No JDC, but Birdies For Charity program off to flying start

No JDC, but Birdies For Charity program off to flying start

Birdies for Charity logo

SILVIS – The John Deere Classic may be canceled for this year, but the heart of the tournament will continue to pump.

John Deere Classic and PGA Tour officials announced on Thursday that the $6.2 million PGA Tour event will not be played this year amid COVID-19 restrictions. While the 50th anniversary of the event scheduled for July 6-12 at TPC Deere Run is off for a year, the successful fundraising arm of the annual event is off and running.

Even without a golf tournament, tourney officials are continuing the Birdies For Charity program in hopes of still having a major economic impact on the Quad-Cities area.

“The good news is that the charity side of our business is already going full-speed ahead,” JDC tournament director Clair Peterson said. “This charity cycle could be very impactful and very important. We're all focused on that right now.”

Last year, the JDC's Birdies For Charity program raised a record $13,819,154 for 542 local non-profit organizations who solicited donations on their behalf and funneled those funds through the JDC program. Of that total, $1 million was part of the tournament's bonus fund that allowed the non-profits to earn more money than was pledged.

Since its founding in 1971, the tournament has helped raise $120 million for charity, 99% of it since Deere & Co. assumed title sponsorship in 1998 and has covered expenses of the program.

Peterson said that the Birdies campaign, although altered by the COVID-19 pandemic that has affected so many aspects of everyone's day-to-day life, still has the potential for big things this year despite there not being a tournament.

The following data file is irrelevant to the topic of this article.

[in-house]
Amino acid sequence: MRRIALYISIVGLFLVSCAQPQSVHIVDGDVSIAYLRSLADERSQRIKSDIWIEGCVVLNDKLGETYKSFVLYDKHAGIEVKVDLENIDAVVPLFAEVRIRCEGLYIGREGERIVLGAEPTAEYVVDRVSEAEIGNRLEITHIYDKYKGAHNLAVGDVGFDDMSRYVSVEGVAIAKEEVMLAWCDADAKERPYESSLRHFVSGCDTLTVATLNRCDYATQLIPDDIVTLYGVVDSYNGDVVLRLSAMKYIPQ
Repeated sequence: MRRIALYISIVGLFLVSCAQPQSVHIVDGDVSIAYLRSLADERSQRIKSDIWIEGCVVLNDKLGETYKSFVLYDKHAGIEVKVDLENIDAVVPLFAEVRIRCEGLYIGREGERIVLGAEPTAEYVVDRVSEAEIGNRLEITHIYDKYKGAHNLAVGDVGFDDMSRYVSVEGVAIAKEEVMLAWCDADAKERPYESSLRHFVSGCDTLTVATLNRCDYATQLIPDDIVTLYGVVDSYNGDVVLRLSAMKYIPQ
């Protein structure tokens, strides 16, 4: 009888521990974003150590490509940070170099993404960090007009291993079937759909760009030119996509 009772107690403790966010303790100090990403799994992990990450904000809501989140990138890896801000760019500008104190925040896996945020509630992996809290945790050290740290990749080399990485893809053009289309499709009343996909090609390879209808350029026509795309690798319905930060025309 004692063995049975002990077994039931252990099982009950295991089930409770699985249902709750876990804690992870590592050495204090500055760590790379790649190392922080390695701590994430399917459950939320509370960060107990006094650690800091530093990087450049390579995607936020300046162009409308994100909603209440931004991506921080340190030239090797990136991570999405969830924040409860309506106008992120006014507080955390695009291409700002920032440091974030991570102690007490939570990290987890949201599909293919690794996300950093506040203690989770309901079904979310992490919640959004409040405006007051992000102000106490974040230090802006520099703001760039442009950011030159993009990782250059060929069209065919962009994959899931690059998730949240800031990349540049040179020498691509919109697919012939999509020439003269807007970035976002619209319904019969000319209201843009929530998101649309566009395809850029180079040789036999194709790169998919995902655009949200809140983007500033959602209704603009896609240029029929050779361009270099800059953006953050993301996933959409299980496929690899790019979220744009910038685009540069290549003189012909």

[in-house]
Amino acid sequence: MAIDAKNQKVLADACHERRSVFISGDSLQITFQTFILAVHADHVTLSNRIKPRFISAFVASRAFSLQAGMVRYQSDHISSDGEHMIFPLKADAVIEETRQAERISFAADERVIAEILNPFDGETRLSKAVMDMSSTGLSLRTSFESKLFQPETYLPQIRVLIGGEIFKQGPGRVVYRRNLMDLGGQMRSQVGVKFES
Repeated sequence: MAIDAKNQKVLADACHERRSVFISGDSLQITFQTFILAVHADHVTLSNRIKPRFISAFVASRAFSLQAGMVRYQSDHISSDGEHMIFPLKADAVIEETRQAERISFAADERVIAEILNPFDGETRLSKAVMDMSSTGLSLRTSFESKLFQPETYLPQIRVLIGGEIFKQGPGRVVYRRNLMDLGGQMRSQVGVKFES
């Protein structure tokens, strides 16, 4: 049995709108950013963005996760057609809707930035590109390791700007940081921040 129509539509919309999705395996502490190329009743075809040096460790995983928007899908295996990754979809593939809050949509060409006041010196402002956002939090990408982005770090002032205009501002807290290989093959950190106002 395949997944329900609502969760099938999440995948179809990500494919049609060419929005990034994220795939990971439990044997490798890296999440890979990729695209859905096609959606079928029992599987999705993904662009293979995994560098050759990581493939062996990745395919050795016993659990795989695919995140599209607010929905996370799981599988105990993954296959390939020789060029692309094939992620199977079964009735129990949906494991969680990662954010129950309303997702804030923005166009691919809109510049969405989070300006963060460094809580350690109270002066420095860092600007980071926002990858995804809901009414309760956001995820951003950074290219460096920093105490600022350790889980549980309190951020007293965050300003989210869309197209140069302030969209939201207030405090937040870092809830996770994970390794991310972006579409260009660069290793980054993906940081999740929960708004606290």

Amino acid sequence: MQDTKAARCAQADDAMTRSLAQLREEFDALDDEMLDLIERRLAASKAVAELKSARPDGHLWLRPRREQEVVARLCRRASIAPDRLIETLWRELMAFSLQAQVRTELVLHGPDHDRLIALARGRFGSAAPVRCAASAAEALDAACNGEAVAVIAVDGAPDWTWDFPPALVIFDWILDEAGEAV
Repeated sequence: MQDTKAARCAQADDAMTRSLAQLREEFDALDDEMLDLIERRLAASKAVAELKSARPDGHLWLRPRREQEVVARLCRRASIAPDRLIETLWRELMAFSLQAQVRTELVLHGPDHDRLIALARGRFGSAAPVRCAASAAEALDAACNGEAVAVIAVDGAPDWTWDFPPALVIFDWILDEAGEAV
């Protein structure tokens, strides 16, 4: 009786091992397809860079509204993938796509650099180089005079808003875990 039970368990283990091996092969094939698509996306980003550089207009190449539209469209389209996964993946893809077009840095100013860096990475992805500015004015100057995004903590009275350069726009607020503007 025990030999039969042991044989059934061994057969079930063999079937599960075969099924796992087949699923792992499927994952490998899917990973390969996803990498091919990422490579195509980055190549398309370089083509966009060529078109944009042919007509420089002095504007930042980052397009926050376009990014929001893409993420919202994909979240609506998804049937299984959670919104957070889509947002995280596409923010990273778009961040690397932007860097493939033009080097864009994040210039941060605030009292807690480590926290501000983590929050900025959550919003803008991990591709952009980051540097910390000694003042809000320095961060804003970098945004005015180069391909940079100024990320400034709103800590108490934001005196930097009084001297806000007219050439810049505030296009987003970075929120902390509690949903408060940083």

While guessing the number of birdies carded by the pros between the Wednesday pro-am and the four tournament rounds has been a cornerstone of the fundraising, it has been less of a focus recently, according to Peterson. Many people are opting for straight donations to a designated charity or into the Bonus Fund.

“I think we can still do $10 million, I really do,” Peterson said. “Just from what we've seen already; we've been going into the office and our mailbox is stuffed with pledges already. A lot of pledges have come through electronically, so we'll see.

“We did $13.8 million last year and I think the Quad-Cities, like always, could surprise us with their generosity.”

The Birdies For Charity program was slowed earlier this year when the distribution of pledge cards was first delayed and then sidelined all together by the coronavirus outbreak. That led tourney officials to move all pledge material online.

Pledge information can be found at On that landing page, there are options for either an official pledge card or an option to donate directly to the partner program that feeds the Bonus Fund and is distributed to all non-profits taking part in the program.

“Thanks to John Deere’s ongoing support, we are able to promise a five percent bonus even though we are not having the tournament,” Peterson said.

Each penny-pledge received will be converted to a flat $20 donation this year, and all donors will be eligible for a random drawing for the traditional prizes, including the grand prize of a two-year lease on a Lexus NX sports utility vehicle.


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